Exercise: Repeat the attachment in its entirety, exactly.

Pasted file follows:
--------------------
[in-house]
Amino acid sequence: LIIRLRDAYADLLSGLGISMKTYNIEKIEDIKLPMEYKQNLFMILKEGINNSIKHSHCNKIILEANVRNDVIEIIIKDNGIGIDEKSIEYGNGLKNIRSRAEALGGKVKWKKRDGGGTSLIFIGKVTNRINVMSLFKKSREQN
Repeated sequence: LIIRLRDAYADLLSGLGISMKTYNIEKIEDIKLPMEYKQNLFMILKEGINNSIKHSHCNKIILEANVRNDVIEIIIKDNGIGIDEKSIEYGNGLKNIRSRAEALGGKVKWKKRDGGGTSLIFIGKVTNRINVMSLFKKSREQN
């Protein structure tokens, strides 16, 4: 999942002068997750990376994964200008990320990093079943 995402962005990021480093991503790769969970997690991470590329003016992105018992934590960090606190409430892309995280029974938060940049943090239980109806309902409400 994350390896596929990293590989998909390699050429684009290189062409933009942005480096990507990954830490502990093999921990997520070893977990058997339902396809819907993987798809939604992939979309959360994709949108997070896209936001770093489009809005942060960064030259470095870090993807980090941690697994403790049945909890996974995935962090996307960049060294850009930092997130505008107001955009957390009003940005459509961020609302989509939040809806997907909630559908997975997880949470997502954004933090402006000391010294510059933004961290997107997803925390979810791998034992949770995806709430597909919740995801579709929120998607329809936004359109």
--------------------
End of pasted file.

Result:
[in-house]
Amino acid sequence: LIIRLRDAYADLLSGLGISMKTYNIEKIEDIKLPMEYKQNLFMILKEGINNSIKHSHCNKIILEANVRNDVIEIIIKDNGIGIDEKSIEYGNGLKNIRSRAEALGGKVKWKKRDGGGTSLIFIGKVTNRINVMSLFKKSREQN
Repeated sequence: LIIRLRDAYADLLSGLGISMKTYNIEKIEDIKLPMEYKQNLFMILKEGINNSIKHSHCNKIILEANVRNDVIEIIIKDNGIGIDEKSIEYGNGLKNIRSRAEALGGKVKWKKRDGGGTSLIFIGKVTNRINVMSLFKKSREQN
């Protein structure tokens, strides 16, 4: 999942002068997750990376994964200008990320990093079943 995402962005990021480093991503790769969970997690991470590329003016992105018992934590960090606190409430892309995280029974938060940049943090239980109806309902409400 994350390896596929990293590989998909390699050429684009290189062409933009942005480096990507990954830490502990093999921990997520070893977990058997339902396809819907993987798809939604992939979309959360994709949108997070896209936001770093489009809005942060960064030259470095870090993807980090941690697994403790049945909890996974995935962090996307960049060294850009930092997130505008107001955009957390009003940005459509961020609302989509939040809806997907909630559908997975997880949470997502954004933090402006000391010294510059933004961290997107997803925390979810791998034992949770995806709430597909919740995801579709929120998607329809936004359109």